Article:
Spanish painter of Italian origin. His father was Italian and his mother Spanish. Her second husband, Pedro de las Cuevas, ran an excellent school of painting and drawing in Madrid, where Camilo trained along with many contemporary artists. Here Camilo would have been aware of the changes in painting that occurred c. 1630-40 as a result of the diffusion of prints by Peter Paul Rubens
and the arrival at the court of paintings commissioned from Rubens
by Philip IV. These made a deep impression on the Madrid school. With Francisco Rizi,
Camilo was the earliest exponent of the High Baroque style in Madrid.
He received his first commission from the Casa Profesa for a painting of St Francis of Xavier. He was on only twenty six when contributed to the decoration of Saln Grande de Comedias of the Royal Palace in Madrid by painting four pairs of royal portraits. He painted 14 fresco scenes for the Galeria de Alcazr in Madrid. In 1846 he painted figures for a still-life of Arellano.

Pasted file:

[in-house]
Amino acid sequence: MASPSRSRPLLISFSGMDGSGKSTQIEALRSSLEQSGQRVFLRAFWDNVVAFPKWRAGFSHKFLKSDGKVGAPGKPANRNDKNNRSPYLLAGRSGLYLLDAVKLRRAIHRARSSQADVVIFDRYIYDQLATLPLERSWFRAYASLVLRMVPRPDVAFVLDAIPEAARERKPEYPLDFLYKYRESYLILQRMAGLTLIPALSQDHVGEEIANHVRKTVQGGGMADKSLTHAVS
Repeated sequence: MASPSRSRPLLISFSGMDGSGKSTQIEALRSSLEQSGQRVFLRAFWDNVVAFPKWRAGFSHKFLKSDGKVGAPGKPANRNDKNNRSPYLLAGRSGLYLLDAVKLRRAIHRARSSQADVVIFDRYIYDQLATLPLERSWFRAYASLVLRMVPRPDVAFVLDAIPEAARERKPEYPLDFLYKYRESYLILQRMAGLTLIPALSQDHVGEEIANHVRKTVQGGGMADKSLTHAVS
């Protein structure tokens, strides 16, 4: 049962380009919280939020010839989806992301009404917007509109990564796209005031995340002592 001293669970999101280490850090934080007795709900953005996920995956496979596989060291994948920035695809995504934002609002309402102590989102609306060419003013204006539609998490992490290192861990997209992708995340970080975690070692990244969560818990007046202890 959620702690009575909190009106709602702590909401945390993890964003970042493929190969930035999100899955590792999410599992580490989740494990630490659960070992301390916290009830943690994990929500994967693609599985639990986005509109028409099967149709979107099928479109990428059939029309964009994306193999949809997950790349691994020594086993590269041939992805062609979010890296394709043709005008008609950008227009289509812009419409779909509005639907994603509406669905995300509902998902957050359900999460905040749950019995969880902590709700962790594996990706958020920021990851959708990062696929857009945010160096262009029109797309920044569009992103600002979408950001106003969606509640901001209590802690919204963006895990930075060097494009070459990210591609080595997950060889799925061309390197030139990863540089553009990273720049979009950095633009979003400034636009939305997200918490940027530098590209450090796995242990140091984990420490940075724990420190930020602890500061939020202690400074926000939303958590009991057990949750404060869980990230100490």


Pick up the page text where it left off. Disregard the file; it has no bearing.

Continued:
Camilo painted many religious paintings for churches in Madrid, Toledo and Segovia, none of which can be found in situ. In spite of the fact that some of his altarpieces are somewhat sentimental, he is one of the most significant artist of the Baroque school in Madrid.
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